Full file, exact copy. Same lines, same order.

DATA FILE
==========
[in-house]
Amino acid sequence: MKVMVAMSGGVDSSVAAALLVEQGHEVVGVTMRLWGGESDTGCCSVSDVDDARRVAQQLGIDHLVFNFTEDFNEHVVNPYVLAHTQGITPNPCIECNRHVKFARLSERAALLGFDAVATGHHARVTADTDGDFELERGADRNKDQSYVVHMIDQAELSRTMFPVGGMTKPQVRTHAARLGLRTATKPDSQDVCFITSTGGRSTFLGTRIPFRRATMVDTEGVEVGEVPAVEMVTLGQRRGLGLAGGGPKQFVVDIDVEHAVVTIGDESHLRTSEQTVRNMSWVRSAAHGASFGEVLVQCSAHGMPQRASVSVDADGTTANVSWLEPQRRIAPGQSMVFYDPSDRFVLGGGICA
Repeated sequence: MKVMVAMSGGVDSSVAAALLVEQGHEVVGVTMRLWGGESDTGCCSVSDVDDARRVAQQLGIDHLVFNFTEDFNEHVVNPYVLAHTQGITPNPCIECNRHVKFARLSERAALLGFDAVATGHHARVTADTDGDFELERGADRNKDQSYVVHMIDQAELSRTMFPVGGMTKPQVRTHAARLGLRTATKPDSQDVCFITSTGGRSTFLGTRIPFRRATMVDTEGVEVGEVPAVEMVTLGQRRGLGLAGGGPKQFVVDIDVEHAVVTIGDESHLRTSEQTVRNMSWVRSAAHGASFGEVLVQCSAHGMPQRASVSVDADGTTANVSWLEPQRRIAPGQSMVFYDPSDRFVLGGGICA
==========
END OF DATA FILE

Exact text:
[in-house]
Amino acid sequence: MKVMVAMSGGVDSSVAAALLVEQGHEVVGVTMRLWGGESDTGCCSVSDVDDARRVAQQLGIDHLVFNFTEDFNEHVVNPYVLAHTQGITPNPCIECNRHVKFARLSERAALLGFDAVATGHHARVTADTDGDFELERGADRNKDQSYVVHMIDQAELSRTMFPVGGMTKPQVRTHAARLGLRTATKPDSQDVCFITSTGGRSTFLGTRIPFRRATMVDTEGVEVGEVPAVEMVTLGQRRGLGLAGGGPKQFVVDIDVEHAVVTIGDESHLRTSEQTVRNMSWVRSAAHGASFGEVLVQCSAHGMPQRASVSVDADGTTANVSWLEPQRRIAPGQSMVFYDPSDRFVLGGGICA
Repeated sequence: MKVMVAMSGGVDSSVAAALLVEQGHEVVGVTMRLWGGESDTGCCSVSDVDDARRVAQQLGIDHLVFNFTEDFNEHVVNPYVLAHTQGITPNPCIECNRHVKFARLSERAALLGFDAVATGHHARVTADTDGDFELERGADRNKDQSYVVHMIDQAELSRTMFPVGGMTKPQVRTHAARLGLRTATKPDSQDVCFITSTGGRSTFLGTRIPFRRATMVDTEGVEVGEVPAVEMVTLGQRRGLGLAGGGPKQFVVDIDVEHAVVTIGDESHLRTSEQTVRNMSWVRSAAHGASFGEVLVQCSAHGMPQRASVSVDADGTTANVSWLEPQRRIAPGQSMVFYDPSDRFVLGGGICA